He was my first “favorite author.” I read The Stand when it first came out. My dad was reading it and I pulled it off his bookshelf while he was at work and ran through it at top speed. After that, I read everything with his name on the cover I could get my hands on.

Right around the nineties, I stopped. I couldn’t get through Tommyknockers and I thought The Dark Half was a phone-in with a lot of potential. I started on Needful Things, but gave up. Something was missing for me.

Much later, I heard him talking about Mr. Mercedes, and for some reason, that got my attention. I screamed through the pages of that one and enjoyed it, although I felt the ending was a bit anti-climactic. A common symptom in King’s books.

And then I heard about Revival with its dedications to Lovecraft and Dereleth and The Great God Pan. I knew King was a Lovecraft fan and was excited to see what kind of Lovecraft pastiche he would do. What would he add to the ever-growing Cthulhu Mythos? Alan Moore’s The Courtyard was a breath of fresh air as far as I was concerned. His novel approach to the Mythos had all the trappings you need, but added an element that was new and insightful. I was hoping King would do something similar.

Again, I burned through the first three hundred pages of the book, and frankly, they were amazing pages. The story of its narrator/protagonist, Jaimie Morton, hooked me and did not let go. Storytelling at its finest. At its finest. I choked up more than once. King’s voice is so clear and crisp. I can hear him reading the words out loud. And he understands that the little things in life are important. The most important things. I loved the line, “All this shit starts in E.” Something only a musician would know. Something that sums up all of rock ‘n’ roll so succinctly. So perfectly.

I loved the first two thirds of that book. Loved them.

While there were one or two “supernatural” elements to the story, the book wasn’t about those things, and they could easily be explained. This was a story about the people and their relationships. Quirky people and the quirky lives they live and the quirky promises and mistakes they make. Page after page after page, I was in bliss.

And then, right around page 270 or so, I saw it. The invocation of the Great Old Ones.

I thought, “Okay, here we go…”

Things started revving up. All else was prelude. We’re getting to the…

AND THEN, CTHULHU!!!

OH MY GOD! THIS IS SCARY, ISN’T IT! ARE YOU SCARED! ARE YOU DISTURBED! IT’S FUCKING CTHULHU! YOU’RE SCARED AREN’T YOU?!?! I’M SCARED! OMG ITS SO SCARY! THE UNIVERSE IS BIG AND WE’RE SMALL AND IT’S CTHULHU! FUCK FUCK FUCK!!!

 

 

So, let me explain.

“And then, Cthulhu!” is a common trope in most Lovecraft pastiche. The Old Man of Providence didn’t invent it, but he made it what it is today. It’s the big reveal at the end of the story that shows you just how small you are, how big the universe is, how the universe doesn’t care, how our lives are meaningless and holy crap, isn’t that scary?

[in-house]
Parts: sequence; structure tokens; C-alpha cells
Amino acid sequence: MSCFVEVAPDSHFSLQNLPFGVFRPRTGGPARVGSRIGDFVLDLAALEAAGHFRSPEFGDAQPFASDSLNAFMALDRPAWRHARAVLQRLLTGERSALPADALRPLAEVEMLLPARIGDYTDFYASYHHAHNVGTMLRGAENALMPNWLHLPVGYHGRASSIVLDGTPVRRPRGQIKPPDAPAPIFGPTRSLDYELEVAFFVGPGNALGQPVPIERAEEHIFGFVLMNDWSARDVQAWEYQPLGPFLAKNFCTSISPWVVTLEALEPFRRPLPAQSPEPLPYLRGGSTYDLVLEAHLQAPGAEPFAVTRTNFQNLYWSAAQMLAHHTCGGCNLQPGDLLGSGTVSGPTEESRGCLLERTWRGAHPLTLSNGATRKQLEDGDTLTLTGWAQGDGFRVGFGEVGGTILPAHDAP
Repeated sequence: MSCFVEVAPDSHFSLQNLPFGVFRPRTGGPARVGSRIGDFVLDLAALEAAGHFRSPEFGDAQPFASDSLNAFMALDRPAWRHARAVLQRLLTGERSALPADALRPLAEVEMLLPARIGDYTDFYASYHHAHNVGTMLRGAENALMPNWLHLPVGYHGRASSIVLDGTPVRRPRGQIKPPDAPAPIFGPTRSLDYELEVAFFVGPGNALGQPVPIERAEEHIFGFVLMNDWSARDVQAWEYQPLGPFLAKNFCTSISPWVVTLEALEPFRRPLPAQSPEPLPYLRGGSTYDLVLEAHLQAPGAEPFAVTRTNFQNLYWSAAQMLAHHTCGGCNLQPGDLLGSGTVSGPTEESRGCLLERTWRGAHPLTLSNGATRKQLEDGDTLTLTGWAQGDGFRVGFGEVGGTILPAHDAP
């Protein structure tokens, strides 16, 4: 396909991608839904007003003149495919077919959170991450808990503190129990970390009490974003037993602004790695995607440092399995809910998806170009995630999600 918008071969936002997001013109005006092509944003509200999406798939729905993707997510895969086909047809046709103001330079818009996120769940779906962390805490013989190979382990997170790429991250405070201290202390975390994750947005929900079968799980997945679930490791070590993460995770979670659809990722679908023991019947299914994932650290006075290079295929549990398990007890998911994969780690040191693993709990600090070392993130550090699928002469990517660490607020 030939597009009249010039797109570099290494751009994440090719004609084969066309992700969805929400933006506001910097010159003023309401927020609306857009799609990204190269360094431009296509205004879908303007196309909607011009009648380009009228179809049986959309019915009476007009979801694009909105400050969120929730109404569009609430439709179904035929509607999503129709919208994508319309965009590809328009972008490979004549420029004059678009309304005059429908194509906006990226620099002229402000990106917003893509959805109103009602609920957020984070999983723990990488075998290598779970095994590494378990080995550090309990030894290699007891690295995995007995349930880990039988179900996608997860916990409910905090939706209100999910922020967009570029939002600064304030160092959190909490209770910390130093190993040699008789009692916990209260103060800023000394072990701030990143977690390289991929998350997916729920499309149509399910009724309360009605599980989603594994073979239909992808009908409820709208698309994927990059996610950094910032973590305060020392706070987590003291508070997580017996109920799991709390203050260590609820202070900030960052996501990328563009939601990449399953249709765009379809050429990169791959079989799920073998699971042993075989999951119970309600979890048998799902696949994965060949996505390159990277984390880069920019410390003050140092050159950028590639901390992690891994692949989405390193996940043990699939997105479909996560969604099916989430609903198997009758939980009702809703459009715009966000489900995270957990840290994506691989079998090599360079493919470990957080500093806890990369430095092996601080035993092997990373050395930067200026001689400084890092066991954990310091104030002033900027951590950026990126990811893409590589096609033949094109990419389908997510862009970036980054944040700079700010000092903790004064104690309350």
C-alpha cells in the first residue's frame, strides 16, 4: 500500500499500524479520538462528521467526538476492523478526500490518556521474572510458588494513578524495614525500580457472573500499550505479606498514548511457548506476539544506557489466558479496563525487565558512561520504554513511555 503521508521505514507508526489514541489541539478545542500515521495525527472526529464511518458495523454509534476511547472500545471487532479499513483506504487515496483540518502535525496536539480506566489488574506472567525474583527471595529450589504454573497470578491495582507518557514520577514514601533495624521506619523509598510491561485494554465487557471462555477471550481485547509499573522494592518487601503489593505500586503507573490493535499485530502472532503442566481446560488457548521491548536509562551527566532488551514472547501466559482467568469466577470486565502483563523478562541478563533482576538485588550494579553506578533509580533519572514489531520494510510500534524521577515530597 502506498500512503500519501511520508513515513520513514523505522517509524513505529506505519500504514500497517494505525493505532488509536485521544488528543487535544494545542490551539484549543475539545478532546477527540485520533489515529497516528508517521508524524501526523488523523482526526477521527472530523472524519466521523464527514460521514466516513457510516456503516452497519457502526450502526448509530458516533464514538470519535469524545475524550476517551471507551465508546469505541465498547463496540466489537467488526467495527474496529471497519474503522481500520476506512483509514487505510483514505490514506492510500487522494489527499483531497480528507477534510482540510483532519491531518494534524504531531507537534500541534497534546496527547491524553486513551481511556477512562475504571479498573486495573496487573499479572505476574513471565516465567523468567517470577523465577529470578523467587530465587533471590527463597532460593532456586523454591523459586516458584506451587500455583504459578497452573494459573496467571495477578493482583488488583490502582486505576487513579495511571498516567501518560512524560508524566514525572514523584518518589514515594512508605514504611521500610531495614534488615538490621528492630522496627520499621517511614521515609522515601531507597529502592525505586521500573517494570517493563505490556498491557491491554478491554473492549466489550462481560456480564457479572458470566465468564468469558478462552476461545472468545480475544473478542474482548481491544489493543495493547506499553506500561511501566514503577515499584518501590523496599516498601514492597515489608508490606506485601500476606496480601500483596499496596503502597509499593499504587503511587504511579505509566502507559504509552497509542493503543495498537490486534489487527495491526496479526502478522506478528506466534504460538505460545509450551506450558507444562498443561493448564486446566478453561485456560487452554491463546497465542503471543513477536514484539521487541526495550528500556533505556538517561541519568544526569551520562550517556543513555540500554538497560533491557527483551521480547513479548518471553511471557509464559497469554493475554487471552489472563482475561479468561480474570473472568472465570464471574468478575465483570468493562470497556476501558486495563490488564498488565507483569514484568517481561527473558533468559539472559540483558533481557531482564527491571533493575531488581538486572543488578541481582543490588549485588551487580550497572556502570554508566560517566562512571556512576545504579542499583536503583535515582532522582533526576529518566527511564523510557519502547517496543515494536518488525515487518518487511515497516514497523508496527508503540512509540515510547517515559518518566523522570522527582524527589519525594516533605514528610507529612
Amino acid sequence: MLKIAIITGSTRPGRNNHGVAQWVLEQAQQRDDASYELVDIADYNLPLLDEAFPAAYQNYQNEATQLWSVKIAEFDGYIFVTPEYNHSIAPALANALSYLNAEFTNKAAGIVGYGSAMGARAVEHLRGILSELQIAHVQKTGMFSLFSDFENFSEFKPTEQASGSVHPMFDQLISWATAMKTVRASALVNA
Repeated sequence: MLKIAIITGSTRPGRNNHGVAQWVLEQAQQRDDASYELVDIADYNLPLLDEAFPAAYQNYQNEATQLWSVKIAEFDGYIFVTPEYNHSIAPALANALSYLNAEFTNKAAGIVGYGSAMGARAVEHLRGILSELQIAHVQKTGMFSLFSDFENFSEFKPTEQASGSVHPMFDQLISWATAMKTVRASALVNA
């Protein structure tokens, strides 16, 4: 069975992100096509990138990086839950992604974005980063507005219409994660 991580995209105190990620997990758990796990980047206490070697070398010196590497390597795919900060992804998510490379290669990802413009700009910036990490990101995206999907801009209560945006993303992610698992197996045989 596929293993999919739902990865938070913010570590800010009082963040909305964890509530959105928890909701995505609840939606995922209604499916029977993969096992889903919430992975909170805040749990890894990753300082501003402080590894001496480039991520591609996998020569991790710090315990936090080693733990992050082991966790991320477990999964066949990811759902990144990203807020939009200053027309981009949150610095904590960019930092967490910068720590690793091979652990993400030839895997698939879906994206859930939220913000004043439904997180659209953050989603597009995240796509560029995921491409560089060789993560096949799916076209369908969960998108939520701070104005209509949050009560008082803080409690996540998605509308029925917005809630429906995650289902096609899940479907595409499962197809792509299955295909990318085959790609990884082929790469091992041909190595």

Yeah. It was scary in the 1920’s when the majority of the population really didn’t understand anything about astronomy, but the fact of the matter is, we all know the universe is big. We all know senseless things happen for no reason. We all know the world is rudderless and out of control. We all know this.

And the idea that God really does exist, except its a God that doesn’t really even see us as anything other than ants (that’s important if you’re going to read the book; a bit of irony waiting for you at the end) really doesn’t jar me anymore. I’ve read it. A thousand times. Lovecraft’s entire catalogue emphases this point over and over again. And every Lovecraft pastiche does the same thing.

We’re small. The universe is big. So what?

I mean, I should be fair here. For the middle American who reads this book, the vision waiting at the end of it will probably disturb them. But for me? Eh.

I’ve already seen the Yellow Sign and taken my d10 Sanity. What King tried to show me… it’s just a 0/1 SAN loss. No big.

Still… the first two thirds of the book? Breathtaking. Heartbreaking. Life-affirming. A boy with hope and ambition grows into a man who sabotages everything he ever wanted then fixes his life and finds a kind of happiness through an old friendship. That was great. And if I stopped reading the book around page 270, I would have been a very happy man.

But then, Cthulhu.

I didn’t think King could turn the Great Old Ones into an anti-climax… but I was wrong.

Damn, I was having so much fun up to that moment. And then Cthulhu ruined it.

 

(“Revival” by Source. Licensed under Fair use via Wikipedia – http://en.wikipedia.org/wiki/File:Revival.jpg#/media/File:Revival.jpg)

“… and then, CTHULHU!” (Stephen King’s Revival)

One thought on ““… and then, CTHULHU!” (Stephen King’s Revival)

  • You know, John, I have sometimes thought that Stephen King is in many ways in the first rank of contemporary novelists, but his true strength is in depicting the thoughts, hopes, and fears of people. The supernatural is almost unnecessary because he is excellent at showing us what scares us, holds us back, or makes us strong. This is why I am not surprised that the Cthulhu part was anticlimactic, but then, Cthulhu almost always was, in my opinion.

Comments are closed.